Controlling Contagion: Policing and Prescribing Sexual and Political Normalcy in Cold War Canada
This dissertation examines the Cold War fear of infiltration and the ‘enemy within.’ While several Cold War histories examine the culture of anxiety, few consider how the larger fears of nuclear weaponry and radiation influenced Canada’s perception of the enemy as contagion during the 1950s and 1960s. This study of Cold War political and sexual policing addresses the various ways in which disaster and destruction of social and sexual norms were anticipated in the atomic age. The efforts to control the enemy, whether domestic communism or sexual ‘deviancy,’ were indicative of how the contemporary threat was likened to disease. Divided into two case studies, Operation Profunc and Cold War sexual psychiatry, this dissertation examines fear and efforts to control fears of potential destruction through containment and surveillance. This is the first historical study of Operation Profunc, a Canadian plan to intern domestic communists in the event of war or communist attack. Between 1948 and 1983, the RCMP, with support from the Department of National Defence and the Ministry of Justice, monitored hundreds of Canadian leftists. Plans for reception centres and internment camps persisted over three decades in anticipation of a potential national emergency. The fear of contagion and culture of anxiety was also evident in psychiatry, a field that was becoming more standardized in classifying mental disorder through the 1950s. At this time, homosexuality was equated to character weakness, social destruction, and anxiety. Indicative of the era’s efforts to control disorder was the 1956 establishment of the forensic clinic for so-called “sexual deviates” at the Toronto Psychiatric Hospital. As with the American Psychiatric Association’s DSM, the forensic clinic worked to codify and control ‘deviant’ sexuality in an effort to maintain safety in a period of insecurity. Combining these separate histories of national defence and psychiatric nomenclature, this dissertation examines how the two fears of contamination reflected the broader anxieties of the era. In the atomic age the homefront was the battlefield. The Cold War was a conflict that saw the transference of the global divide between superpowers to the individual. Fear of contagion was one that united self with society.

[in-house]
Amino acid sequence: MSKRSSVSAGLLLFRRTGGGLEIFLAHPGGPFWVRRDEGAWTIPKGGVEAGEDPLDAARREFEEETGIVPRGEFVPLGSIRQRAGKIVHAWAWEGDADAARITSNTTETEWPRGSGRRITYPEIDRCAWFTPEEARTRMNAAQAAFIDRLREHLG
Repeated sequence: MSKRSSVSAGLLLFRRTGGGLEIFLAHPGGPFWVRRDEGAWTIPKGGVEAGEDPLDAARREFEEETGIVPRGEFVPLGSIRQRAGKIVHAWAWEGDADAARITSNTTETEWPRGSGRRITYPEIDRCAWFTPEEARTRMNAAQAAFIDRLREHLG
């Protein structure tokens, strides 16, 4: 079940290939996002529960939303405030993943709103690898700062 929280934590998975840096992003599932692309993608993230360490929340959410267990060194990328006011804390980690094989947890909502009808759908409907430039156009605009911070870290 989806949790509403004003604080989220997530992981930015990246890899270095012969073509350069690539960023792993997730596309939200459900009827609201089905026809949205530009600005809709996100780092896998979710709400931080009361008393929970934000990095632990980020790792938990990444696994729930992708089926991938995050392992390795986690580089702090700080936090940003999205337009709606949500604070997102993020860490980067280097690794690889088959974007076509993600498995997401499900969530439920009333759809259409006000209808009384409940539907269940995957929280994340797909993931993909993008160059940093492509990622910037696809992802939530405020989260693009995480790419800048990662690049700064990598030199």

Cold War, Canada
Doctor of Philosophy (Ph.D.)